Rule 1:11-2(a)(3) requires withdrawing defense counsel to certify in writing that he or she gave the substituting attorney discovery provided by prosecutors.
Rule 3:5-6(c) requires prosecutors to “provide” search warrants to defendants, not just make them available for review or copy.
Rule 3:9-1(a) requires defense counsel to pick up discovery at or before the pre-arraignment conference (which must be within 21 days of indictment) and requires prosecutors to make discovery available within seven days, instead of 14. For lawyer-less defendants seeking representation by the Public Defender’s Office, counsel must obtain discovery at the arraignment or status conference occurring within 28 days of indictment. Also, the pre-arraignment conference may be waived if arrangements for exchange of discovery already have been made.
Rule 3:9-1(b) requires prosecutors and defense counsel to “confer and attempt to reach an agreement” on any discovery issues before arraignment, including issues with materials “provided through the use of CD, DVD, e-mail, internet or other electronic means.”
Rule 3:9-1(c) requires arraignments within 28 days of indictment, rather than 50 days, if the defendant was unrepresented or did not appear at the pre-arraignment conference.
Corresponding changes recommended for Part VII provisions governing municipal court matters also were adopted.
Defense lawyers took issue with late revisions to the proposed amendments that gave prosecutors sole discretion over when to provide partial discovery or withhold copies.
The Association of Criminal Defense Lawyers-New Jersey contended that there should be judicial review of that discretion, though the prospective rules were never modified in that way, says Leslie Stolbof Sinemus, immediate past president of the organization.
The court convened the special committee in April 2009 after the Public Defender’s Office voiced concerns about frequent inability to open or view electronic discovery due to varying equipment and software used by the Attorney General’s Office, the State Police and local police agencies. Those issues were said to have led to a number of discovery-related disputes in the courts.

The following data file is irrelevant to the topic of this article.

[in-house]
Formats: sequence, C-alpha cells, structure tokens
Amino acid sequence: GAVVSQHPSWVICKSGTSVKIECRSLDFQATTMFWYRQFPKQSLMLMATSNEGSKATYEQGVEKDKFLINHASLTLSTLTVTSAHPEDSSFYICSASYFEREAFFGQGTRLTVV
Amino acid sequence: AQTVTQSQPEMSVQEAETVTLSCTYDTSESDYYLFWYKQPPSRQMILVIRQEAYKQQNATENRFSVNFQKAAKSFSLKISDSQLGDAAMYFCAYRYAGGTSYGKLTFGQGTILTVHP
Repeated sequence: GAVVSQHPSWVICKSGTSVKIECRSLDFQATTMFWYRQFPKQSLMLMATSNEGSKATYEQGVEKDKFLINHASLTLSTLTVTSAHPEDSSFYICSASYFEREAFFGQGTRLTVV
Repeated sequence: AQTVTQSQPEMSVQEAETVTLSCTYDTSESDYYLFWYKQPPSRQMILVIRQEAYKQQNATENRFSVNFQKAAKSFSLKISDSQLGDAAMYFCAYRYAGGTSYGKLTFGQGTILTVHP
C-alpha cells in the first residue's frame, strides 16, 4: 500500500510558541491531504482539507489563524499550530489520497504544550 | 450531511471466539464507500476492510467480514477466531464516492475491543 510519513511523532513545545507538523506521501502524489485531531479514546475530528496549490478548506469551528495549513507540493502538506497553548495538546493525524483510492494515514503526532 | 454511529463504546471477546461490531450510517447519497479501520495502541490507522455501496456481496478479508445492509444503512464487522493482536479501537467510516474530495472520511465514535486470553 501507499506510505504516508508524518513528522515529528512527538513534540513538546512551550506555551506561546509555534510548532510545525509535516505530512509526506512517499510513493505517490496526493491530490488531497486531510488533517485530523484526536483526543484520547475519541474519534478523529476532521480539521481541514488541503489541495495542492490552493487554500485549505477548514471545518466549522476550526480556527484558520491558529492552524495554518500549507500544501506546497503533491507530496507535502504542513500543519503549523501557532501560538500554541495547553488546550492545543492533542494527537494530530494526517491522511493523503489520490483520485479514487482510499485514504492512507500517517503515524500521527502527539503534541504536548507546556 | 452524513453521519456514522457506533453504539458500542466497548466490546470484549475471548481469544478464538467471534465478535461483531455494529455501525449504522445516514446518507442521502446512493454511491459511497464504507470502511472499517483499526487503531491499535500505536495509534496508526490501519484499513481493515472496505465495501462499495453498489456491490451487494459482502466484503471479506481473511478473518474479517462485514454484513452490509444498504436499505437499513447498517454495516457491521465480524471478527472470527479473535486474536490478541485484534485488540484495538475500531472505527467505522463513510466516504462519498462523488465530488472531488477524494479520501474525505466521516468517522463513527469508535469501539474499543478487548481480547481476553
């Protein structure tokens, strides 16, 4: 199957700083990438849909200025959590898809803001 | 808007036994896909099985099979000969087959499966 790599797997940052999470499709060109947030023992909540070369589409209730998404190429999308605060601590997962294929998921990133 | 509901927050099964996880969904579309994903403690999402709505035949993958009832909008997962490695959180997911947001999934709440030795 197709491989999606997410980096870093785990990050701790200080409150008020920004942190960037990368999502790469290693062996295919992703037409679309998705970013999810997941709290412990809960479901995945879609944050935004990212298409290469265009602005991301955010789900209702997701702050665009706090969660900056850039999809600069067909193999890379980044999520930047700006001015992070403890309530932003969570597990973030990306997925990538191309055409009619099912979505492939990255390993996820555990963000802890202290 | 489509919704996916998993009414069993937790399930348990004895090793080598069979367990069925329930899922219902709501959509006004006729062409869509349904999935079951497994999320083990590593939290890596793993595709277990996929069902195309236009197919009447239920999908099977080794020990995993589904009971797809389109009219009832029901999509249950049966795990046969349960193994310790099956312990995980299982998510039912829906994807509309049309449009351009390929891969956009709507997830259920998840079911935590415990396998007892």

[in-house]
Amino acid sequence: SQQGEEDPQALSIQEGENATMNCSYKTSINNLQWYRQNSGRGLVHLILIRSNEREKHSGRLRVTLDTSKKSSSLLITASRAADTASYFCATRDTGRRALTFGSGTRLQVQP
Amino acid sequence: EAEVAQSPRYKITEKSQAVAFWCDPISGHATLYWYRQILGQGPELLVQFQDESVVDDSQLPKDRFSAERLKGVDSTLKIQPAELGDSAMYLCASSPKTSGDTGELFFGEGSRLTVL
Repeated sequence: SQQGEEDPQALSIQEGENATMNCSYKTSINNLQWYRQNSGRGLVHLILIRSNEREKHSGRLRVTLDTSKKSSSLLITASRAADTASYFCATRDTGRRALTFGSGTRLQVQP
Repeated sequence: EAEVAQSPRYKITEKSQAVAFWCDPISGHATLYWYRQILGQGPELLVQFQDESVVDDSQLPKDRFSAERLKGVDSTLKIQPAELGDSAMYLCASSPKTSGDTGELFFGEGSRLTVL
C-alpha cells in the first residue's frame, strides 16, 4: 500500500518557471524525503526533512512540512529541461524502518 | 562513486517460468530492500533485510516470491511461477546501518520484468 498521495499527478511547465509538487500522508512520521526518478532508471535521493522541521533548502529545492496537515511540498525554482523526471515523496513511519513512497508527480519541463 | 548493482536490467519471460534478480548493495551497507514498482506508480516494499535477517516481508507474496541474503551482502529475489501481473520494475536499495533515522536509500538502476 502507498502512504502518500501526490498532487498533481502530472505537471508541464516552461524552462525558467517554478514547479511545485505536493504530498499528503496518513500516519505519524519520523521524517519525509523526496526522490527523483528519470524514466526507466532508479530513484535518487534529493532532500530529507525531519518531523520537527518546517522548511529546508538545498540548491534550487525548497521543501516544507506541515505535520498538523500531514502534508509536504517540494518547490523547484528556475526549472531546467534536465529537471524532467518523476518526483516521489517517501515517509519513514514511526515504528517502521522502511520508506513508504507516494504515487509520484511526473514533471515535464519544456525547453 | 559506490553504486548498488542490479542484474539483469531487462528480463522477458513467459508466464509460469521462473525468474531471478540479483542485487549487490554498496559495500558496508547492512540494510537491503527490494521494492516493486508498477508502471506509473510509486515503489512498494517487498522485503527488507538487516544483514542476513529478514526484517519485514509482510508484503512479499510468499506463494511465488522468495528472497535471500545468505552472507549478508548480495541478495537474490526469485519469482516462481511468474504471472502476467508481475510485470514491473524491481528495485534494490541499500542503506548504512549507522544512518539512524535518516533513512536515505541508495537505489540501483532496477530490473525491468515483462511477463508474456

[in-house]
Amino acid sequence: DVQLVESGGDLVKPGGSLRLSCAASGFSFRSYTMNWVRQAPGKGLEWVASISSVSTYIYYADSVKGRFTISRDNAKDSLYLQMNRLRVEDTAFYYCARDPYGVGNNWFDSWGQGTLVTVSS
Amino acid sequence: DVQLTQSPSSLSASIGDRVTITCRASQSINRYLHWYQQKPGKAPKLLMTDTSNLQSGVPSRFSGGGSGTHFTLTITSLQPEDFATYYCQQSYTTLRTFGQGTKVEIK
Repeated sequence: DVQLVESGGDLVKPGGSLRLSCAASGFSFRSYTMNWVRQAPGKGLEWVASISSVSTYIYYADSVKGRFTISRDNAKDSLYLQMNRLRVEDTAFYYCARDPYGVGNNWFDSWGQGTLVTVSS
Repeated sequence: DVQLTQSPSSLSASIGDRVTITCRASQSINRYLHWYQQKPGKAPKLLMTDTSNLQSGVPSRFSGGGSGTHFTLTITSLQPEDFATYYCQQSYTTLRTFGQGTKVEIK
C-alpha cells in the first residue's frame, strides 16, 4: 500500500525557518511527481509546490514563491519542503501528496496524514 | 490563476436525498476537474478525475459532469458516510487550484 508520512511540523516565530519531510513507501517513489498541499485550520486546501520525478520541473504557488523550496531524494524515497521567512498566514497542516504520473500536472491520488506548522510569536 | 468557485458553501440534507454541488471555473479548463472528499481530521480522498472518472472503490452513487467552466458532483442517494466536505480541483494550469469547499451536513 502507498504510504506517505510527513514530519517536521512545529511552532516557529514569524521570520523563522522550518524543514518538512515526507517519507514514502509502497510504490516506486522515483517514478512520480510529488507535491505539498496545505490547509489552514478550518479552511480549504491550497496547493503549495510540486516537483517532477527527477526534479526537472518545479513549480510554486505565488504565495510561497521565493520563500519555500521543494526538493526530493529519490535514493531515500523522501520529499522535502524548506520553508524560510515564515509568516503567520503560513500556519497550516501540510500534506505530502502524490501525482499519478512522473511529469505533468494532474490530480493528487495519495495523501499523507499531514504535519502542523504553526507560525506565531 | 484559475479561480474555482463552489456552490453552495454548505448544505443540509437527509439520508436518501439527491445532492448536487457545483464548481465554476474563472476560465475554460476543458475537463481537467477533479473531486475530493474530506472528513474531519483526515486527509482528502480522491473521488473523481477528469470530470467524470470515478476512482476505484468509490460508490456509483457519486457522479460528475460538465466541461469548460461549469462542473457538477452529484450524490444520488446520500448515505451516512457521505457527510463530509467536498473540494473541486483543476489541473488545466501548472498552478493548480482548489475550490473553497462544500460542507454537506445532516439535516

The Criminal Practice Committee, in order to involve other agencies, proposed creation of a special committee to examine the discovery rules, many of which hadn’t been changed since 1994.
Besides Long, the special committee includes retired jurists, county and local prosecutors, State Bar Association representatives and defense attorneys.
The special committee says it took a “holistic” approach. “Thus, while some of the Committee’s rule recommendations go beyond ‘electronic discovery,’ the Committee viewed them as necessary to make the discovery process more efficient,” the report said.
Long, now counsel at Fox Rothschild in Princeton, says she’s “very confident, especially because of the constituency of the committee, that we’ve covered all the bases.”
“I feel we came up with a way to make the entire process more uniform … and also get the discovery going at an early stage of the proceeding,” she says.
Long acknowledges there could be issues early on during implementation, but the new rules will be under continuous review, and “nothing is in cement.”
“It may be that some of the smaller offices have more difficulty,” she says. “The most important thing to remember is that we’re moving in the right direction.”
As for the provisions objected to by the ACDL-NJ, Long says they weren’t a last-minute addition but were “debated throughout the entire process” and ultimately were left untouched in accordance with a committee vote.